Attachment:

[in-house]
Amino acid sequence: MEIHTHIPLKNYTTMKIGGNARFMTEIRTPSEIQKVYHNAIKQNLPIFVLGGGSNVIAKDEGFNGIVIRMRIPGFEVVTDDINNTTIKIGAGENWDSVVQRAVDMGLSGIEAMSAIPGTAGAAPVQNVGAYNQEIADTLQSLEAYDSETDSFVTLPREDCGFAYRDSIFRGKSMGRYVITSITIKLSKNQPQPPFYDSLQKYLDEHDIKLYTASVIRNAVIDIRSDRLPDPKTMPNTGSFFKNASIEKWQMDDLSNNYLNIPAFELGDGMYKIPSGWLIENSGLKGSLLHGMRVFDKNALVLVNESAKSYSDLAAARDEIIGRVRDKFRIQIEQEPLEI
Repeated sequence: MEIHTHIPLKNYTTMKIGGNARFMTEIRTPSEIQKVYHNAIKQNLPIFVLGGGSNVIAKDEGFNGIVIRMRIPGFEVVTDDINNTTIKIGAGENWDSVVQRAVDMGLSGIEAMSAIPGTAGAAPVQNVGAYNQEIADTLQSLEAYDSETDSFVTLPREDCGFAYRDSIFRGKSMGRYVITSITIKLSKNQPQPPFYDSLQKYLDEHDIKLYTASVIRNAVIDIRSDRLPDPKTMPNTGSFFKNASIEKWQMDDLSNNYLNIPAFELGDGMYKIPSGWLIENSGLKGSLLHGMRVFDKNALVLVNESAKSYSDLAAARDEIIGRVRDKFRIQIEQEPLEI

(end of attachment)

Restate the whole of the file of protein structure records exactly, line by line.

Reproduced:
[in-house]
Amino acid sequence: MEIHTHIPLKNYTTMKIGGNARFMTEIRTPSEIQKVYHNAIKQNLPIFVLGGGSNVIAKDEGFNGIVIRMRIPGFEVVTDDINNTTIKIGAGENWDSVVQRAVDMGLSGIEAMSAIPGTAGAAPVQNVGAYNQEIADTLQSLEAYDSETDSFVTLPREDCGFAYRDSIFRGKSMGRYVITSITIKLSKNQPQPPFYDSLQKYLDEHDIKLYTASVIRNAVIDIRSDRLPDPKTMPNTGSFFKNASIEKWQMDDLSNNYLNIPAFELGDGMYKIPSGWLIENSGLKGSLLHGMRVFDKNALVLVNESAKSYSDLAAARDEIIGRVRDKFRIQIEQEPLEI
Repeated sequence: MEIHTHIPLKNYTTMKIGGNARFMTEIRTPSEIQKVYHNAIKQNLPIFVLGGGSNVIAKDEGFNGIVIRMRIPGFEVVTDDINNTTIKIGAGENWDSVVQRAVDMGLSGIEAMSAIPGTAGAAPVQNVGAYNQEIADTLQSLEAYDSETDSFVTLPREDCGFAYRDSIFRGKSMGRYVITSITIKLSKNQPQPPFYDSLQKYLDEHDIKLYTASVIRNAVIDIRSDRLPDPKTMPNTGSFFKNASIEKWQMDDLSNNYLNIPAFELGDGMYKIPSGWLIENSGLKGSLLHGMRVFDKNALVLVNESAKSYSDLAAARDEIIGRVRDKFRIQIEQEPLEI